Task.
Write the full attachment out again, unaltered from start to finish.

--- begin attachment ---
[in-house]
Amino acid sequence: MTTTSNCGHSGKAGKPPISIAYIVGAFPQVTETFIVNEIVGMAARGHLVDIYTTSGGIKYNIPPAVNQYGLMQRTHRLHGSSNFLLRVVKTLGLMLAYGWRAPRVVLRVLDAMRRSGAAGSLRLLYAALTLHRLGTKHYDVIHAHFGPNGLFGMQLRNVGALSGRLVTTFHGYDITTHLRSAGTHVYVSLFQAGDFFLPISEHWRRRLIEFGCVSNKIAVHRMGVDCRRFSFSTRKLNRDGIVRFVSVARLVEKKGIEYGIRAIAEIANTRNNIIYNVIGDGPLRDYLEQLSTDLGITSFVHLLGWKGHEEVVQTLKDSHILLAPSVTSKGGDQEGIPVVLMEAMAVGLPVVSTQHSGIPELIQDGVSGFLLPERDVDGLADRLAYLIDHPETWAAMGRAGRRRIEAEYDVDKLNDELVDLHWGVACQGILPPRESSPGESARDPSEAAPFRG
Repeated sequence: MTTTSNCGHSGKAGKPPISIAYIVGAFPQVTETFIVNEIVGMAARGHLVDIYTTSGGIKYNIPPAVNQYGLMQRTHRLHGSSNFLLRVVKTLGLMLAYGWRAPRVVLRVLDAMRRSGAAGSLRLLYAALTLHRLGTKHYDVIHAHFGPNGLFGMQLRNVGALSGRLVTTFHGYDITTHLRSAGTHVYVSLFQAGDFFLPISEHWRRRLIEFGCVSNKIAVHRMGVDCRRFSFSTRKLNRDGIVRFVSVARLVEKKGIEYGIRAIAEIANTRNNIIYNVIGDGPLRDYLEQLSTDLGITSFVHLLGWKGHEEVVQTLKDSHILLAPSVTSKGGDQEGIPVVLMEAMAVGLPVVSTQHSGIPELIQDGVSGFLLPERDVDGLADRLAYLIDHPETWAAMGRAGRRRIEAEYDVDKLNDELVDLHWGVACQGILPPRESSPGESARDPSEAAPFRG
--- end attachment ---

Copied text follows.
[in-house]
Amino acid sequence: MTTTSNCGHSGKAGKPPISIAYIVGAFPQVTETFIVNEIVGMAARGHLVDIYTTSGGIKYNIPPAVNQYGLMQRTHRLHGSSNFLLRVVKTLGLMLAYGWRAPRVVLRVLDAMRRSGAAGSLRLLYAALTLHRLGTKHYDVIHAHFGPNGLFGMQLRNVGALSGRLVTTFHGYDITTHLRSAGTHVYVSLFQAGDFFLPISEHWRRRLIEFGCVSNKIAVHRMGVDCRRFSFSTRKLNRDGIVRFVSVARLVEKKGIEYGIRAIAEIANTRNNIIYNVIGDGPLRDYLEQLSTDLGITSFVHLLGWKGHEEVVQTLKDSHILLAPSVTSKGGDQEGIPVVLMEAMAVGLPVVSTQHSGIPELIQDGVSGFLLPERDVDGLADRLAYLIDHPETWAAMGRAGRRRIEAEYDVDKLNDELVDLHWGVACQGILPPRESSPGESARDPSEAAPFRG
Repeated sequence: MTTTSNCGHSGKAGKPPISIAYIVGAFPQVTETFIVNEIVGMAARGHLVDIYTTSGGIKYNIPPAVNQYGLMQRTHRLHGSSNFLLRVVKTLGLMLAYGWRAPRVVLRVLDAMRRSGAAGSLRLLYAALTLHRLGTKHYDVIHAHFGPNGLFGMQLRNVGALSGRLVTTFHGYDITTHLRSAGTHVYVSLFQAGDFFLPISEHWRRRLIEFGCVSNKIAVHRMGVDCRRFSFSTRKLNRDGIVRFVSVARLVEKKGIEYGIRAIAEIANTRNNIIYNVIGDGPLRDYLEQLSTDLGITSFVHLLGWKGHEEVVQTLKDSHILLAPSVTSKGGDQEGIPVVLMEAMAVGLPVVSTQHSGIPELIQDGVSGFLLPERDVDGLADRLAYLIDHPETWAAMGRAGRRRIEAEYDVDKLNDELVDLHWGVACQGILPPRESSPGESARDPSEAAPFRG